Lincolnwood Place: History of Lincolnwood, Illinois

Home to around 13,000 residents according to the U.S. Census, the Village of Lincolnwood is a beautiful area that provides a peaceful escape from the bustling Chicago area. It’s still located close enough to head into the country’s third-largest city in less than an hour’s drive, but far enough away to feel like you’re part of a smaller and quieter community.

Here’s a few things to know about Lincolnwood, Illinois.

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Where Is Lincolnwood, Illinois?

Lincolnwood IL is around 10 miles north of downtown Chicago. It’s considered an inner suburb of the city, sometimes called Lincolnwood Chicago. It resides in the County of Cook and bridges the city to Chicagoland’s North Shore Channel on the eastern border, home to several relaxing beaches.

Lincolnwood shares its eastern, southern and western boundaries with Chicago. It borders Skokie, IL, to the north and west.

The Chicago suburb has a variety of neighborhoods within its 2.7 square miles of space. The village features attractions, notable characteristics and fun things to do in Lincolnwood, IL, like:

  • Thirteen parks spread across 34 acres of land
  • Amenities including golf courses, bike trails, picnic areas, tennis courts, baseball diamonds, a community center and an outdoor pool
  • Arts attractions including the Lincolnwood Chamber Orchestra and the Art Gallery in Village Hall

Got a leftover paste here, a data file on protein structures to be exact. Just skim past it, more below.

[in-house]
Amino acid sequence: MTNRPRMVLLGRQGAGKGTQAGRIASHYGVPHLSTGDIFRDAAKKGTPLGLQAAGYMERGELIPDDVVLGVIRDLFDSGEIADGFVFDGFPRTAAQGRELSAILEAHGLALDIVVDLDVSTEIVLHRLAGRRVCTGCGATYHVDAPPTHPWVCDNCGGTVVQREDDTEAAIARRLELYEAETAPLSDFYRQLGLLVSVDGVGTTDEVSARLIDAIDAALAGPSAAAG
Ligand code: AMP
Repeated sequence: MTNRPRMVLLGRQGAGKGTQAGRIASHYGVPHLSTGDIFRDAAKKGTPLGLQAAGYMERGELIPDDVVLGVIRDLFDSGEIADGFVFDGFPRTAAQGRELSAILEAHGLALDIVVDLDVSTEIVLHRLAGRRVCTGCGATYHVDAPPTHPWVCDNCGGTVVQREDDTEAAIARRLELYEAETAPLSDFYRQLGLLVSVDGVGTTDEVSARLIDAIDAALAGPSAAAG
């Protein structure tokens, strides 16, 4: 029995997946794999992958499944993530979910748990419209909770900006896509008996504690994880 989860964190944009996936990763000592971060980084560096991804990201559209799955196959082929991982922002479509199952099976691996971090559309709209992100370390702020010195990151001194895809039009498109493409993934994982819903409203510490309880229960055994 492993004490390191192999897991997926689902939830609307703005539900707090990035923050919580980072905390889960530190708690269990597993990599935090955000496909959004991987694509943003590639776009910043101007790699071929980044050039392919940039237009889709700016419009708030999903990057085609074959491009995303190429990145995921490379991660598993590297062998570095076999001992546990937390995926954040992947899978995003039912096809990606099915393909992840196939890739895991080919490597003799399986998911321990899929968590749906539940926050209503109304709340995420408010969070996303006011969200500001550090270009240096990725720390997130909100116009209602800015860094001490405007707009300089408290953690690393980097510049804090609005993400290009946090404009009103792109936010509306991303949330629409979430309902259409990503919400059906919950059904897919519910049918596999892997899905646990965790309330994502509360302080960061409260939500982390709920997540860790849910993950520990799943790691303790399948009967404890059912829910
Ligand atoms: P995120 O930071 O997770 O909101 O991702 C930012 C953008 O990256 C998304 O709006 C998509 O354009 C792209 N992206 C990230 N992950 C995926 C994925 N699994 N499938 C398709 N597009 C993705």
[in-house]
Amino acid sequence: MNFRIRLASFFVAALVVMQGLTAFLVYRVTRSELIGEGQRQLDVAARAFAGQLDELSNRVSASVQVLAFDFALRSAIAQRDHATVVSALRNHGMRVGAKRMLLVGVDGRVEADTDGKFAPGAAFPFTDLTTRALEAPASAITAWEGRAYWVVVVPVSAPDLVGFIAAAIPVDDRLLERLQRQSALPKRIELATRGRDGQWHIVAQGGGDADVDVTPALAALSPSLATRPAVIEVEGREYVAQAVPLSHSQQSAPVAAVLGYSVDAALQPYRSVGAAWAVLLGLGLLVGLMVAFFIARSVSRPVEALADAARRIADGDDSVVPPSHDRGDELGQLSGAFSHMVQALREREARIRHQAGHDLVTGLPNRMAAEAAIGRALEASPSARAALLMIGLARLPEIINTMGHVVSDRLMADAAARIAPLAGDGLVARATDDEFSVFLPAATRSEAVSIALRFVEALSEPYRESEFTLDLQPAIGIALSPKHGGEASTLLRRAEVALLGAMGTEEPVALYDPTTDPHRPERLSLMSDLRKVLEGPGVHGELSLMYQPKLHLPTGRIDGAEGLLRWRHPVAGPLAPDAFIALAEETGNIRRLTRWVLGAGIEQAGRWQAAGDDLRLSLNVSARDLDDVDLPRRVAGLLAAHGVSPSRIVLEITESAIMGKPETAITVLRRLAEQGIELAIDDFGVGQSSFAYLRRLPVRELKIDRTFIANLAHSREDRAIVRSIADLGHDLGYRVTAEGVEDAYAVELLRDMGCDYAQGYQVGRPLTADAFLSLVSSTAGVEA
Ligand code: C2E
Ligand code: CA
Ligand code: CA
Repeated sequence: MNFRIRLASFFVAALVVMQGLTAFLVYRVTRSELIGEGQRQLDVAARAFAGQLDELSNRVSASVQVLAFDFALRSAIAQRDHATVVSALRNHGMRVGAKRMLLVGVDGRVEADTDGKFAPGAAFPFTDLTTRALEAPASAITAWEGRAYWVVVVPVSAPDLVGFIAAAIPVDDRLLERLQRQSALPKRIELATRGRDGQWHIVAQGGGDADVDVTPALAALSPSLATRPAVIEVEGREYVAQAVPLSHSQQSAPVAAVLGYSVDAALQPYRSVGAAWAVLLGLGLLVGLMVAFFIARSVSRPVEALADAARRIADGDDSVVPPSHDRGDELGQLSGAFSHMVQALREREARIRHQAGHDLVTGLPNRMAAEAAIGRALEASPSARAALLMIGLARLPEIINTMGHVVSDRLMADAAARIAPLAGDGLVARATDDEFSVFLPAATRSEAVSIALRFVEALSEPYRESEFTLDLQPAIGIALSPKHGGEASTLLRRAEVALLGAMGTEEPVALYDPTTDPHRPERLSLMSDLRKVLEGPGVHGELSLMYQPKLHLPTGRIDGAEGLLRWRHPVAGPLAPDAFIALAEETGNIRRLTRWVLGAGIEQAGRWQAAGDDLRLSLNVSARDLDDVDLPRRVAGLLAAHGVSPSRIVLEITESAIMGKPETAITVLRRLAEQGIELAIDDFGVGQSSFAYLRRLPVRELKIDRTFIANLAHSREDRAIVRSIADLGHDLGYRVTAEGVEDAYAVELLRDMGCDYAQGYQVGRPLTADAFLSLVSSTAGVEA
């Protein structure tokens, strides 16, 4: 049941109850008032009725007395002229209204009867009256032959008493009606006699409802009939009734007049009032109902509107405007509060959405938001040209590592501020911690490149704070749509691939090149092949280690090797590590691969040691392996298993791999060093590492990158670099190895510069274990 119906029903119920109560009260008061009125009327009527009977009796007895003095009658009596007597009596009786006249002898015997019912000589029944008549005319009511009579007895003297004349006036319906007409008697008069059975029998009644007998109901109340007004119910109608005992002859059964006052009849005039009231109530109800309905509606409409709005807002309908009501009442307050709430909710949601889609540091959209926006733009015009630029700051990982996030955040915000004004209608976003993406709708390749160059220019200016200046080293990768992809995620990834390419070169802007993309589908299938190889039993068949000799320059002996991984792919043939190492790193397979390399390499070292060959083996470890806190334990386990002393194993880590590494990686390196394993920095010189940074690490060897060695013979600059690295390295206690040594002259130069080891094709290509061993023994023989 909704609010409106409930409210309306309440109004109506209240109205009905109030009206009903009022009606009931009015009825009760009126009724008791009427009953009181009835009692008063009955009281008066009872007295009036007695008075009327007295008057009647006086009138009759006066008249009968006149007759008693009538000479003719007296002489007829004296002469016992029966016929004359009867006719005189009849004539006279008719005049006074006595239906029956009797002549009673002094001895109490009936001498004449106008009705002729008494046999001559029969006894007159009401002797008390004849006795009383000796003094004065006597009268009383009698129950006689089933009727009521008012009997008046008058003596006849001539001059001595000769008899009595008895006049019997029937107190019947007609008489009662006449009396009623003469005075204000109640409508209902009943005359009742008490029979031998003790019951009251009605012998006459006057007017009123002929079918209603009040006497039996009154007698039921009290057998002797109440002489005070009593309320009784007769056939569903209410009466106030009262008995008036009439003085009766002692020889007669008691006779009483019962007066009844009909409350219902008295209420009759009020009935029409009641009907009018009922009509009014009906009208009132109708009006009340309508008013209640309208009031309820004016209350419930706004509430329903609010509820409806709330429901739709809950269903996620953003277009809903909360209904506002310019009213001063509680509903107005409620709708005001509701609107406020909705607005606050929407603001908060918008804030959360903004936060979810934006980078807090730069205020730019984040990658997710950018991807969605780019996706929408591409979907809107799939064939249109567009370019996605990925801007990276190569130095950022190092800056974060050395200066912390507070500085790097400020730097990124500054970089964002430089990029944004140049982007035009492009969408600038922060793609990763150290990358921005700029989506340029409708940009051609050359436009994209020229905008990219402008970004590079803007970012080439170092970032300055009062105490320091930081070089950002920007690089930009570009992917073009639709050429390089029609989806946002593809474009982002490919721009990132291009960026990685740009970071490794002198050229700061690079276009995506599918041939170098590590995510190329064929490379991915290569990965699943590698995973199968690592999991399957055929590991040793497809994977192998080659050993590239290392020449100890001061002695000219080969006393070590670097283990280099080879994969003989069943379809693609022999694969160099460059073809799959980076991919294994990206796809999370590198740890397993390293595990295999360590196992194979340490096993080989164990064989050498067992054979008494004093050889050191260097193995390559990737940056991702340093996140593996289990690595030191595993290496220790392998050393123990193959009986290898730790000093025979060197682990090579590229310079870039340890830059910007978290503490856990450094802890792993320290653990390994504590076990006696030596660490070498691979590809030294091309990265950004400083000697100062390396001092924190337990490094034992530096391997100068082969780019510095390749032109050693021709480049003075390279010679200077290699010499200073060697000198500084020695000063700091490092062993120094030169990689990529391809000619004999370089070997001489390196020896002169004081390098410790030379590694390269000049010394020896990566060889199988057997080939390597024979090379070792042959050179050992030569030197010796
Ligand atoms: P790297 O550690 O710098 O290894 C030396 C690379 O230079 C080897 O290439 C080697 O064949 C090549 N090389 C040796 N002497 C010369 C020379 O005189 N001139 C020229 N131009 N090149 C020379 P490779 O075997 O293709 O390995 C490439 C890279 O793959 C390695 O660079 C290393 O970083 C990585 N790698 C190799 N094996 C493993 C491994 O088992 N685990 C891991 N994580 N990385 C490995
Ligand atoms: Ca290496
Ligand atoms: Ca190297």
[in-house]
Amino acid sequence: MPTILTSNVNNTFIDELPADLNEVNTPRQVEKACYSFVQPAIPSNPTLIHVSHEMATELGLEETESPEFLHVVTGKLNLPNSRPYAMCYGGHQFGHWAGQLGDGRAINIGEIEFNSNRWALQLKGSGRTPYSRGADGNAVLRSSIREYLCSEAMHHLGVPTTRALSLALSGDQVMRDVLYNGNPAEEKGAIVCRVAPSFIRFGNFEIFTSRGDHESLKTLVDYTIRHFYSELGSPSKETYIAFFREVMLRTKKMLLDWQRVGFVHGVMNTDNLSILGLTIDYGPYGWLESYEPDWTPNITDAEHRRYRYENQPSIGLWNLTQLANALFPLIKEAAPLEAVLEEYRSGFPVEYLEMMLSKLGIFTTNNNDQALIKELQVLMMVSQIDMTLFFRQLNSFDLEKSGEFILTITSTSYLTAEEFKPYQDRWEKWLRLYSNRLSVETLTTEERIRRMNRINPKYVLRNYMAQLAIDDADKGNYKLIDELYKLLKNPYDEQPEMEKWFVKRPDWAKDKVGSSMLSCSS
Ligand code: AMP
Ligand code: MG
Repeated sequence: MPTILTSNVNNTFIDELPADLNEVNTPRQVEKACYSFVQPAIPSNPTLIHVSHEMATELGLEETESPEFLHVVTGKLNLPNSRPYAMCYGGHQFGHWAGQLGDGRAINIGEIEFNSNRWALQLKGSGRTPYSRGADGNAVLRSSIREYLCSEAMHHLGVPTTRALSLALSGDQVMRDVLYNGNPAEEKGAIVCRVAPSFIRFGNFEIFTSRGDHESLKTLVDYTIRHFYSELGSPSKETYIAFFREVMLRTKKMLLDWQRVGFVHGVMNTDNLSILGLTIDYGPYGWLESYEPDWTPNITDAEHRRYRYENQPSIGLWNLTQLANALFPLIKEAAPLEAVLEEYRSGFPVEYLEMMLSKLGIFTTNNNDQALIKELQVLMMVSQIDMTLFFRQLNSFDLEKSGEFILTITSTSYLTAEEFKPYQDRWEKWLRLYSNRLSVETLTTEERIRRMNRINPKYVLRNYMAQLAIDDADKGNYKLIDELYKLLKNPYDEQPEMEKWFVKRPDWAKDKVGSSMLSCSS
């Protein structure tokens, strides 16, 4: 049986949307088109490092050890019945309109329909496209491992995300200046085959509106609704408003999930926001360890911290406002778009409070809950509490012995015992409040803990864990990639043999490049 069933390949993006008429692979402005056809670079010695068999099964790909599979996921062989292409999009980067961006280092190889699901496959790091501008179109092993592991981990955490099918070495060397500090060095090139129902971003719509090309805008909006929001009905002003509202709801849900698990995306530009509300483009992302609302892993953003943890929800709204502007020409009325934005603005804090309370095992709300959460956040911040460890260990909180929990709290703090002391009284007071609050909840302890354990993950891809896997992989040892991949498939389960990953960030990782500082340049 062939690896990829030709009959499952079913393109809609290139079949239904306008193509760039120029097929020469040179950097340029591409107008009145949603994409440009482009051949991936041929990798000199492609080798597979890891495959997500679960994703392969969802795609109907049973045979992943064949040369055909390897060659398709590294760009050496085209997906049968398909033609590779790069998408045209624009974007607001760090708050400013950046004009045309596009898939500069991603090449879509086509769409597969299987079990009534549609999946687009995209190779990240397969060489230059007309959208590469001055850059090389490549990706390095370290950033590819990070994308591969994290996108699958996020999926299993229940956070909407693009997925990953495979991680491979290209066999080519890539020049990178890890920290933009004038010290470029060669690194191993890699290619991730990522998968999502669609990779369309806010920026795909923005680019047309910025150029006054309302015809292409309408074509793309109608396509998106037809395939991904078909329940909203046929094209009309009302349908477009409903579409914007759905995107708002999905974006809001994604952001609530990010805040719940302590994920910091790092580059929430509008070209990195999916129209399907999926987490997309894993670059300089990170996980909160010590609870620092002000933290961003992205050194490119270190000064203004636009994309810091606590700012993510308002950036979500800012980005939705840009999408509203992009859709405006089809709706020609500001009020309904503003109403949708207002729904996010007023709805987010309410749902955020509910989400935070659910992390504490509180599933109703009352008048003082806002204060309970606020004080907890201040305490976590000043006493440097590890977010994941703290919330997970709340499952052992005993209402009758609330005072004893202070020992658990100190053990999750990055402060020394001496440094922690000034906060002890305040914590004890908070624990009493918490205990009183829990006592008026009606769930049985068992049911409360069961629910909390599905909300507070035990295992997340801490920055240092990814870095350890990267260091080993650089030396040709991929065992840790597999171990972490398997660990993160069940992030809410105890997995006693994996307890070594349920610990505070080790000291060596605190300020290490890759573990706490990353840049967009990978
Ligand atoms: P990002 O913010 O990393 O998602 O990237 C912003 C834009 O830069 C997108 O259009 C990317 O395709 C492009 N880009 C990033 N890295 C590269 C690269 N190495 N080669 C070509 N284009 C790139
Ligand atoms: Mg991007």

• The Lincolnwood Public Library, which includes a substantial historical collection and a Library of Things, including items to check out such as bike repair kits and photography equipment
  • The Lincolnwood Town Center, an indoor mall with more than 100 shops
  • A thriving senior community, with nearly 30% of residents 65 years old and older
  • An ethnically diverse, international community, with more than 30% of residents being born from outside of the U.S. and more than 50% of households speaking a language other than English at home

>> Read “Lincolnwood Place: 15 Things To Do in and Around Lincolnwood, IL

The Village of Lincolnwood IL sits in a convenient location, less than 10 miles away from Chicago’s O’Hare Airport and other Chicago destinations. If you’re looking for a vibrant, small community that’s still close to one of the world’s largest cities, you might be interested in calling Lincolnwood home.

The History of Lincolnwood, Illinois

Native American Roots

Like most of the U.S., Native Americans were the first people to populate the Lincolnwood region. The area of Lincolnwood was originally settled by the Potawatomi Native Americans, which today are known as the Citizen Potawatomi Nation. The Potawatomi migrated from the East Coast of North America to the Great Lakes Region, around 800-1300 A.D.

In the 1600s, the Potawatomi people established a fur trade and French alliance in the area. The Treaty of St. Louis of 1816 created the Indian Boundary Lines of Chicagoland and resulted in thousands of Native Americans leaving their homes in the Great Lakes region to move to Indian Territory. As part of the treaty, the Potawatomi ceded territory including a portion of land 20 miles wide that links Chicago and Lake Michigan to the Fox, Illinois and Kankakee Rivers.

New Settlers